Many churches, once a month, will have a special service just for the children. Some have this in the church fellowship hall. Others will utilize the main sanctuary and involve the entire church. However works best for your situation, the service needs to be focused on providing an opportunity for children to pray for the Holy Ghost.
By Tim Massengale
Bus ministry works! It is a highly effective tool for seeing the parents of your bus riders saved. Last month I explained that it’s the job of the bus workers to build a relationship with these parents, to witness to them, and to then encourage them to attend church and / or take a home Bible study. This approach is commonly called ‘Parentreach’ and has been used successfully in churches all over country. Churches using Parentreach can point to several families each year that have been saved by their bus ministry.
However, a second focus of bus ministry must be to see the bus ministry children themselves come to full Bible salvation. We must not be content to simply provide transportation to and from Sunday school, but we must also provide the chance for these bus riders to become, not just members of our Sunday school, but members of the family of God.
Too often our junior-age Sunday school classes follow a predictable pattern. We start with a pre-session time which is followed by a time of worship and song. We then have our lesson. This is followed by a craft. After this, a quick snack before the closing prayer. Finally, it’s back to the bus for the ride home. There is nothing wrong with this schedule, except that rarely does it provide a time for these children to seek God. “But we do that during regular services,” you reply. True, but bus children do not attend regular services. Their only opportunity to receive the Holy Ghost is during the normal Sunday school hour. We must make a conscious effort to make this time available.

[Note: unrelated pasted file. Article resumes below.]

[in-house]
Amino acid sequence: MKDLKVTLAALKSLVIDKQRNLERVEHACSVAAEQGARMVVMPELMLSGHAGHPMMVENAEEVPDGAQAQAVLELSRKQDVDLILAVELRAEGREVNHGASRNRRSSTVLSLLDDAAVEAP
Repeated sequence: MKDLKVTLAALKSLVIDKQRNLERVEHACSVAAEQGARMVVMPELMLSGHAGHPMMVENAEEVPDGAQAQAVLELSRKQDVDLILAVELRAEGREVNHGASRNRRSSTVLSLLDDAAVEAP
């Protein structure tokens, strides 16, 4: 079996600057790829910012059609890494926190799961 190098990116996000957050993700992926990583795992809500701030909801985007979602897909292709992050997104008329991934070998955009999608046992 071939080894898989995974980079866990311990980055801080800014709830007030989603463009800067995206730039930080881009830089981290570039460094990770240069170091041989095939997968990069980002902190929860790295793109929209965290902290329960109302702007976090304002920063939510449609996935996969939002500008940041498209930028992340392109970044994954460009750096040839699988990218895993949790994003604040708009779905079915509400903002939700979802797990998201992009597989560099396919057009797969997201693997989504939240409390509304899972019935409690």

Consider the children who ride our buses. Most of them fall into two or three class levels: Primary, Junior and perhaps a few in Junior High. Occasionally we will get a few beginner and high school riders, but not many. Most are between the ages of six and twelve. Once into their teens, bus children often drop out of bus ministry. In the minds of many older children, Sunday school is only for kids.
As previously mentioned, one important job of the Bus Ministry is to reach the parents. But it is the responsibility of the Sunday school to reach the children. The only chance that we have of reaching the souls of our children whose parents do not come to church is during the Sunday school hour. What will happen if we don’t? It should be obvious. Look around and see how many children continue to come to Sunday school on our buses beyond thirteen years of age. Within most of our churches, you could count them on one hand.
When a child reaches their teenage years and they still have still not made a decision to live for the Lord, it becomes increasingly difficult to reach them. It is no longer “cool” to go to Sunday school or ride the bus. Now they are “grown-up” and “grown-ups” don’t go to Sunday school – “just look at mom and dad,” they say. The opportunity to give their heart to the Lord and receive the baptism of the Holy Ghost needs to be made available on a regular basis while they are still young. There are several ways this can be done.